It is assumed that students will contribute to their budget an amount based on either last year’s or next year’s earnings. The minimum required student contribution is $2,000. If a recipient is married, the spouse is not a student, and there are no dependent children, the spouse will also be expected to contribute to the student’s budget from his or her wages.
Other resources such as outside scholarships, parental support, and Veterans Administration benefits are included among a student’s resources.
Components of the Financial Aid Award
A financial aid award is determined by first establishing a standard budget, or cost of education. Using a set of formulae developed by the U.S. Congress, called the Federal Methodology, and the formulas developed by Need Access, called the Institutional Methodology, a calculation of a student’s resources or expected family contribution (EFC), if applicable, is determined. The difference between a student’s cost of attendance and the student’s personal or family contribution constitutes that student’s financial need. Under no circumstance may financial aid exceed a student’s cost of attendance.
For incoming students during the 2013-2014 academic year, the first portion of a student’s need was met through work-study employment, the earnings for which ranged between $2,000 and $4,700 depending on the student’s program of study; the next portion came in the form of an educational loan; and the balance of a student’s demonstrated need, if any, was covered by tuition scholarship and/or stipend toward living expenses.
Sample Awards Based on High Financial Need
|Average Work-Study||$2,000- $3,350||$2,000- $3,350||$2,000-$3,350|
|Educational Loans||$6,000||$ 0||$ 0|
|Average Tuition Scholarship||$26,250||$26,250||$26,250|
|Average Stipend for Living Expenses||$0||$8,750||$10,750|
|Average Total Aid Awarded||$35,150||$37,900||$39,900|
After the successful completion of the first year and assuming that there are no changes in the needs analysis for the student, it is the policy of Yale School of Drama to improve the financial aid award offered to the student in his or her second and third years. Specifically, the educational loan is decreased and the scholarship is increased based upon calculated financial need.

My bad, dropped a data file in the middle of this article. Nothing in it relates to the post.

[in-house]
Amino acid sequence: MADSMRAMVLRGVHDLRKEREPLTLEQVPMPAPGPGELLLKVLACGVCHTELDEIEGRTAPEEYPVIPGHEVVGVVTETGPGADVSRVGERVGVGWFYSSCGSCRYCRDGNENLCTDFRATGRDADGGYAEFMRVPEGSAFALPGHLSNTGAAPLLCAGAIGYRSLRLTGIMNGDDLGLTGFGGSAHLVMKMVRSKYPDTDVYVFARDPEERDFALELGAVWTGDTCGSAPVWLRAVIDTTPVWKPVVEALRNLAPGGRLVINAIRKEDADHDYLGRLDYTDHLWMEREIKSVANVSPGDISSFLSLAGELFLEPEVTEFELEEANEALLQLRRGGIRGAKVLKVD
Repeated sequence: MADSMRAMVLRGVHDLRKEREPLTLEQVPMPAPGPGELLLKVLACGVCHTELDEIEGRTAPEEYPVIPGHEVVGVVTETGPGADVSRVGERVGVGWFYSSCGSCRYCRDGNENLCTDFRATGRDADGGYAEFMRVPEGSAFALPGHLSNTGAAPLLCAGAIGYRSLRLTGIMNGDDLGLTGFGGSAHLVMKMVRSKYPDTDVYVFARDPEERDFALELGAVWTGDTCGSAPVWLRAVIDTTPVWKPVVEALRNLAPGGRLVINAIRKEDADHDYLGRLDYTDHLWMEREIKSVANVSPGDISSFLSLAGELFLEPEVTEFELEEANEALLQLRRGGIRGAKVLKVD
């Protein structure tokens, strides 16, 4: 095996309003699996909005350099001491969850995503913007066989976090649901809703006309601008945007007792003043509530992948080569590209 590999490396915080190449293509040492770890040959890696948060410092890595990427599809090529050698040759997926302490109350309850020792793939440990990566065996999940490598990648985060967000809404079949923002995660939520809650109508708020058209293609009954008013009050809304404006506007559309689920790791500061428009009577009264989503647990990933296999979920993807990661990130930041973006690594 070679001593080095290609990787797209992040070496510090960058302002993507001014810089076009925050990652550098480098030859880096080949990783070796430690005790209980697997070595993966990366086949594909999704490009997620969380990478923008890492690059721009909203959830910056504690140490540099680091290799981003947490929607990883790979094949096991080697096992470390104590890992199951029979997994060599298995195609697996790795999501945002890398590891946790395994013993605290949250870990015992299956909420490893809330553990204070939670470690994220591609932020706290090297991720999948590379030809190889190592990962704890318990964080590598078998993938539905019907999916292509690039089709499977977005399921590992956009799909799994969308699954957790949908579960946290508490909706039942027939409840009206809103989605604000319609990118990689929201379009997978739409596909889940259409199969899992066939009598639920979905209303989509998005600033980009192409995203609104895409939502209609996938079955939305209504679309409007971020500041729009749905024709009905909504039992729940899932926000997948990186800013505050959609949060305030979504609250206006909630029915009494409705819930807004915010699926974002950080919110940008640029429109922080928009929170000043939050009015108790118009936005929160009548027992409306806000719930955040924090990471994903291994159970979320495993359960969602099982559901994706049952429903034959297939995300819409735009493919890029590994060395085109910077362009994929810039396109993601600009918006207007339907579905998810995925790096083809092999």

Work-Study consists of a combination of required and elective work-study jobs within Yale School of Drama or at Yale Repertory Theatre. All students except special students are required to accept work-study assignments totaling 150 to 200 hours per year, providing enhanced opportunities for both training and income. Students may pursue elective work-study assignments in addition to, but not in place of, required work-study. The earnings are paid weekly or semi-monthly.
Educational Loans make up an important part of many aid awards. The basic loans are issued through the federal student loan programs and various supplemental loan programs. Private supplemental loan programs offer funds to students who are not eligible for the federal loan programs. A student may convert their expected student contribution to a loan, if needed. Students interested in seeking additional loans for this purpose should consult with the School of Drama Financial Aid Office.
Tuition scholarships If the student’s financial need is greater than the total of the Work-Study award and the educational loan, the next portion of unmet need will normally be provided by a tuition scholarship. Eligibility for scholarship assistance is ordinarily limited to six terms of study; exceptions are extremely rare.
Living stipends A stipend to assist with meeting living expenses may also be awarded as part of the student’s financial aid package. Stipends are paid semi-monthly (twice each month on the 15th and the last business day of the month) over the nine-month academic year beginning on September 15 and ending on May 15.